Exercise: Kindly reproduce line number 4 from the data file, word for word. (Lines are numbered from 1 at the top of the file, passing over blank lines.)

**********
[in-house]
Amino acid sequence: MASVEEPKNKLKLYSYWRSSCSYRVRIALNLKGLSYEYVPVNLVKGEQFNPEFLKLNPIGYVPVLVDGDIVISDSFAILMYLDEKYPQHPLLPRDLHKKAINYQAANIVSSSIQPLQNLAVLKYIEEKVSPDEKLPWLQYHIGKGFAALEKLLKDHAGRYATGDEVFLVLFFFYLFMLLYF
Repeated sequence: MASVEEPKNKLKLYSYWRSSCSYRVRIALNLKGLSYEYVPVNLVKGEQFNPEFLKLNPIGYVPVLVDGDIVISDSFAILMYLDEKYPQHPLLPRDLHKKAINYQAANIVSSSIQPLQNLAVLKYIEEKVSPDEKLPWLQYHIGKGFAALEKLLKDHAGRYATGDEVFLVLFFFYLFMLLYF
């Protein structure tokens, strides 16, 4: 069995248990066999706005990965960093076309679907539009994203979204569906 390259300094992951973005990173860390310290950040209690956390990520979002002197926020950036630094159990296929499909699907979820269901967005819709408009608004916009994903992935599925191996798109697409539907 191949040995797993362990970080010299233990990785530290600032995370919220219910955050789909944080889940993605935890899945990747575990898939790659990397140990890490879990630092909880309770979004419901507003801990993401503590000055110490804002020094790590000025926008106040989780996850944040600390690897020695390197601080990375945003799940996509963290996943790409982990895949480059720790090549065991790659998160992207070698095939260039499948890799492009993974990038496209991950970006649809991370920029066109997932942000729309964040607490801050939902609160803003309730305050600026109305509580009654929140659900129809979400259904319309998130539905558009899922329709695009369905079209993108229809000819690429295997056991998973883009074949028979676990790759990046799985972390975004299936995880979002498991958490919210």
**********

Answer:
């Protein structure tokens, strides 16, 4: 069995248990066999706005990965960093076309679907539009994203979204569906 390259300094992951973005990173860390310290950040209690956390990520979002002197926020950036630094159990296929499909699907979820269901967005819709408009608004916009994903992935599925191996798109697409539907 191949040995797993362990970080010299233990990785530290600032995370919220219910955050789909944080889940993605935890899945990747575990898939790659990397140990890490879990630092909880309770979004419901507003801990993401503590000055110490804002020094790590000025926008106040989780996850944040600390690897020695390197601080990375945003799940996509963290996943790409982990895949480059720790090549065991790659998160992207070698095939260039499948890799492009993974990038496209991950970006649809991370920029066109997932942000729309964040607490801050939902609160803003309730305050600026109305509580009654929140659900129809979400259904319309998130539905558009899922329709695009369905079209993108229809000819690429295997056991998973883009074949028979676990790759990046799985972390975004299936995880979002498991958490919210």